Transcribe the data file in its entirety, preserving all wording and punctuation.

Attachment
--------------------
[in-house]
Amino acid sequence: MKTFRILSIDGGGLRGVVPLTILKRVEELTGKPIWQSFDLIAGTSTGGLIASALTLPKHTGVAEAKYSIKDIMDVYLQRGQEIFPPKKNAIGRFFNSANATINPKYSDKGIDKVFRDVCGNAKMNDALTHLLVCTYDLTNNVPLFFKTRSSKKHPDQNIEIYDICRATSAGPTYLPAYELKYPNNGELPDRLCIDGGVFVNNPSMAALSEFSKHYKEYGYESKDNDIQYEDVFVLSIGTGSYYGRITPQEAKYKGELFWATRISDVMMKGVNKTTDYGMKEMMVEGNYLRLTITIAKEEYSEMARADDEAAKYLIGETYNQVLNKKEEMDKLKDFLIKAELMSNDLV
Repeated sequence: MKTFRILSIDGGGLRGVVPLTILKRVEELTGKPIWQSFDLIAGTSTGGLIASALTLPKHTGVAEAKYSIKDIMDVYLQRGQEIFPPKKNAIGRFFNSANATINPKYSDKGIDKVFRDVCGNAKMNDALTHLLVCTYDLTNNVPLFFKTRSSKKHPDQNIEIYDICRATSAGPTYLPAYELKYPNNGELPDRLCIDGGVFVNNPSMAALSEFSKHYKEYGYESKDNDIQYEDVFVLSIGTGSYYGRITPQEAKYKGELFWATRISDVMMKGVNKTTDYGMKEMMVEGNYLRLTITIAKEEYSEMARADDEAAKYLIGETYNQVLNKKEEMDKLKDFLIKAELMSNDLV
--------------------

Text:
[in-house]
Amino acid sequence: MKTFRILSIDGGGLRGVVPLTILKRVEELTGKPIWQSFDLIAGTSTGGLIASALTLPKHTGVAEAKYSIKDIMDVYLQRGQEIFPPKKNAIGRFFNSANATINPKYSDKGIDKVFRDVCGNAKMNDALTHLLVCTYDLTNNVPLFFKTRSSKKHPDQNIEIYDICRATSAGPTYLPAYELKYPNNGELPDRLCIDGGVFVNNPSMAALSEFSKHYKEYGYESKDNDIQYEDVFVLSIGTGSYYGRITPQEAKYKGELFWATRISDVMMKGVNKTTDYGMKEMMVEGNYLRLTITIAKEEYSEMARADDEAAKYLIGETYNQVLNKKEEMDKLKDFLIKAELMSNDLV
Repeated sequence: MKTFRILSIDGGGLRGVVPLTILKRVEELTGKPIWQSFDLIAGTSTGGLIASALTLPKHTGVAEAKYSIKDIMDVYLQRGQEIFPPKKNAIGRFFNSANATINPKYSDKGIDKVFRDVCGNAKMNDALTHLLVCTYDLTNNVPLFFKTRSSKKHPDQNIEIYDICRATSAGPTYLPAYELKYPNNGELPDRLCIDGGVFVNNPSMAALSEFSKHYKEYGYESKDNDIQYEDVFVLSIGTGSYYGRITPQEAKYKGELFWATRISDVMMKGVNKTTDYGMKEMMVEGNYLRLTITIAKEEYSEMARADDEAAKYLIGETYNQVLNKKEEMDKLKDFLIKAELMSNDLV